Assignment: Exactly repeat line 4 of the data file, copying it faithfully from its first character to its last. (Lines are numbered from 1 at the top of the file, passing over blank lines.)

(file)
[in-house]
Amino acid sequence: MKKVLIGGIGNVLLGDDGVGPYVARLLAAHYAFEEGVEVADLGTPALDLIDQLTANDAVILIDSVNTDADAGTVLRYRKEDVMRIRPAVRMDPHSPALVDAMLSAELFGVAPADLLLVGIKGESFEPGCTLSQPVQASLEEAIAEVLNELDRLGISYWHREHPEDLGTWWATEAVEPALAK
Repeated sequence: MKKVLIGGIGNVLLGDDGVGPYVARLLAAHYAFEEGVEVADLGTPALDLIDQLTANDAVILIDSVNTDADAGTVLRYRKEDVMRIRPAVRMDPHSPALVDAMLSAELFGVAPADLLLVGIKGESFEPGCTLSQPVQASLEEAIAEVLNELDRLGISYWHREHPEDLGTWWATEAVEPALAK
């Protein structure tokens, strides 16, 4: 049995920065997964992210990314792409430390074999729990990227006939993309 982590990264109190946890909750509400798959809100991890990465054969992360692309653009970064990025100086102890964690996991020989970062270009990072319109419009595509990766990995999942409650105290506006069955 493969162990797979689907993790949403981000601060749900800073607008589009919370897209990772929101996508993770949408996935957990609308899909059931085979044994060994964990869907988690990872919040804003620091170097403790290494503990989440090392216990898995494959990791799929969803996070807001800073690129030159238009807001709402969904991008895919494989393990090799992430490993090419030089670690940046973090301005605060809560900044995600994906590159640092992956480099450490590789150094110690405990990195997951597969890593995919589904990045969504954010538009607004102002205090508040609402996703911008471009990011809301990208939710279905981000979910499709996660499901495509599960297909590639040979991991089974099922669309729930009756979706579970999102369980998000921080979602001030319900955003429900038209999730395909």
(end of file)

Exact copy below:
């Protein structure tokens, strides 16, 4: 049995920065997964992210990314792409430390074999729990990227006939993309 982590990264109190946890909750509400798959809100991890990465054969992360692309653009970064990025100086102890964690996991020989970062270009990072319109419009595509990766990995999942409650105290506006069955 493969162990797979689907993790949403981000601060749900800073607008589009919370897209990772929101996508993770949408996935957990609308899909059931085979044994060994964990869907988690990872919040804003620091170097403790290494503990989440090392216990898995494959990791799929969803996070807001800073690129030159238009807001709402969904991008895919494989393990090799992430490993090419030089670690940046973090301005605060809560900044995600994906590159640092992956480099450490590789150094110690405990990195997951597969890593995919589904990045969504954010538009607004102002205090508040609402996703911008471009990011809301990208939710279905981000979910499709996660499901495509599960297909590639040979991991089974099922669309729930009756979706579970999102369980998000921080979602001030319900955003429900038209999730395909």